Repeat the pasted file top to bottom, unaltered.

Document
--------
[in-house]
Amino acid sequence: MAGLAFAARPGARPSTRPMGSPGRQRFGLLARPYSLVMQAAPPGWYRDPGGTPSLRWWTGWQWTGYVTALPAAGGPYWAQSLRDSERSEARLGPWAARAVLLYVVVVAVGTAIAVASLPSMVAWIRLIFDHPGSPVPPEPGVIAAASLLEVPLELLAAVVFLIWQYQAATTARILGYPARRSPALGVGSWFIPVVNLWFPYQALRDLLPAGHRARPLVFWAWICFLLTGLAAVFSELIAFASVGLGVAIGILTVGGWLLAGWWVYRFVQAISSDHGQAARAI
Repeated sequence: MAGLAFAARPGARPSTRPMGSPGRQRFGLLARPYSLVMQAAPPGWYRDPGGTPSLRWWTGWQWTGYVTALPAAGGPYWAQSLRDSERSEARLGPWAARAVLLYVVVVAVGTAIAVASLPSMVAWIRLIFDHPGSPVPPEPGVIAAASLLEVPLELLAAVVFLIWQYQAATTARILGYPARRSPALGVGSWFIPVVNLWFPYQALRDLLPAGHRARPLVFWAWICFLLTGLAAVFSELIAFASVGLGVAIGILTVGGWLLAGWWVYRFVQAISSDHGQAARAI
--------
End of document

[in-house]
Amino acid sequence: MAGLAFAARPGARPSTRPMGSPGRQRFGLLARPYSLVMQAAPPGWYRDPGGTPSLRWWTGWQWTGYVTALPAAGGPYWAQSLRDSERSEARLGPWAARAVLLYVVVVAVGTAIAVASLPSMVAWIRLIFDHPGSPVPPEPGVIAAASLLEVPLELLAAVVFLIWQYQAATTARILGYPARRSPALGVGSWFIPVVNLWFPYQALRDLLPAGHRARPLVFWAWICFLLTGLAAVFSELIAFASVGLGVAIGILTVGGWLLAGWWVYRFVQAISSDHGQAARAI
Repeated sequence: MAGLAFAARPGARPSTRPMGSPGRQRFGLLARPYSLVMQAAPPGWYRDPGGTPSLRWWTGWQWTGYVTALPAAGGPYWAQSLRDSERSEARLGPWAARAVLLYVVVVAVGTAIAVASLPSMVAWIRLIFDHPGSPVPPEPGVIAAASLLEVPLELLAAVVFLIWQYQAATTARILGYPARRSPALGVGSWFIPVVNLWFPYQALRDLLPAGHRARPLVFWAWICFLLTGLAAVFSELIAFASVGLGVAIGILTVGGWLLAGWWVYRFVQAISSDHGQAARAI